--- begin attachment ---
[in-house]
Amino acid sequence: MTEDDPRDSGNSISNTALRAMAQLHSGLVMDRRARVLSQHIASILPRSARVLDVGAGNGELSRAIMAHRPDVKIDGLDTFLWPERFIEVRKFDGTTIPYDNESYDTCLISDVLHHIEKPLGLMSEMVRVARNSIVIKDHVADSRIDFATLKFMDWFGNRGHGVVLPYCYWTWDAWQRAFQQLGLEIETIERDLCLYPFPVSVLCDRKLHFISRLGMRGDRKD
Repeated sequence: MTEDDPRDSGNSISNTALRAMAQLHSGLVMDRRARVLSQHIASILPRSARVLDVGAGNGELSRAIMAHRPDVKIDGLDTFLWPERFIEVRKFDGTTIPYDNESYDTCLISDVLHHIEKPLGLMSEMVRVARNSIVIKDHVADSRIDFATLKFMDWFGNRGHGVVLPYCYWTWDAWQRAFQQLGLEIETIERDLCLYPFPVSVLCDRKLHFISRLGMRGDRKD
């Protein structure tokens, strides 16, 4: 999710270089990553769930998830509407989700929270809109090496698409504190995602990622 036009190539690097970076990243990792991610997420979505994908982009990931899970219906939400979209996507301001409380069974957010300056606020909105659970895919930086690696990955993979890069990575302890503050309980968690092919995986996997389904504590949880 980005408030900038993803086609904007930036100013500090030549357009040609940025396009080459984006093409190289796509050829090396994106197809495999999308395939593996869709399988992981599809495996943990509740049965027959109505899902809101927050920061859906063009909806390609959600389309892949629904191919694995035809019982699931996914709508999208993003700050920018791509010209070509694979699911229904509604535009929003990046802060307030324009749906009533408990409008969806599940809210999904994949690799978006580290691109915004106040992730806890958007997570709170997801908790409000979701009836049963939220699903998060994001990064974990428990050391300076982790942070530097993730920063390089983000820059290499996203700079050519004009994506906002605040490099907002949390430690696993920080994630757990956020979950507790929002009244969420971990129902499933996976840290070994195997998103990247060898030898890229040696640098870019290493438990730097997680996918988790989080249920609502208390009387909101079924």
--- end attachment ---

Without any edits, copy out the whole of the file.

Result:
[in-house]
Amino acid sequence: MTEDDPRDSGNSISNTALRAMAQLHSGLVMDRRARVLSQHIASILPRSARVLDVGAGNGELSRAIMAHRPDVKIDGLDTFLWPERFIEVRKFDGTTIPYDNESYDTCLISDVLHHIEKPLGLMSEMVRVARNSIVIKDHVADSRIDFATLKFMDWFGNRGHGVVLPYCYWTWDAWQRAFQQLGLEIETIERDLCLYPFPVSVLCDRKLHFISRLGMRGDRKD
Repeated sequence: MTEDDPRDSGNSISNTALRAMAQLHSGLVMDRRARVLSQHIASILPRSARVLDVGAGNGELSRAIMAHRPDVKIDGLDTFLWPERFIEVRKFDGTTIPYDNESYDTCLISDVLHHIEKPLGLMSEMVRVARNSIVIKDHVADSRIDFATLKFMDWFGNRGHGVVLPYCYWTWDAWQRAFQQLGLEIETIERDLCLYPFPVSVLCDRKLHFISRLGMRGDRKD
């Protein structure tokens, strides 16, 4: 999710270089990553769930998830509407989700929270809109090496698409504190995602990622 036009190539690097970076990243990792991610997420979505994908982009990931899970219906939400979209996507301001409380069974957010300056606020909105659970895919930086690696990955993979890069990575302890503050309980968690092919995986996997389904504590949880 980005408030900038993803086609904007930036100013500090030549357009040609940025396009080459984006093409190289796509050829090396994106197809495999999308395939593996869709399988992981599809495996943990509740049965027959109505899902809101927050920061859906063009909806390609959600389309892949629904191919694995035809019982699931996914709508999208993003700050920018791509010209070509694979699911229904509604535009929003990046802060307030324009749906009533408990409008969806599940809210999904994949690799978006580290691109915004106040992730806890958007997570709170997801908790409000979701009836049963939220699903998060994001990064974990428990050391300076982790942070530097993730920063390089983000820059290499996203700079050519004009994506906002605040490099907002949390430690696993920080994630757990956020979950507790929002009244969420971990129902499933996976840290070994195997998103990247060898030898890229040696640098870019290493438990730097997680996918988790989080249920609502208390009387909101079924």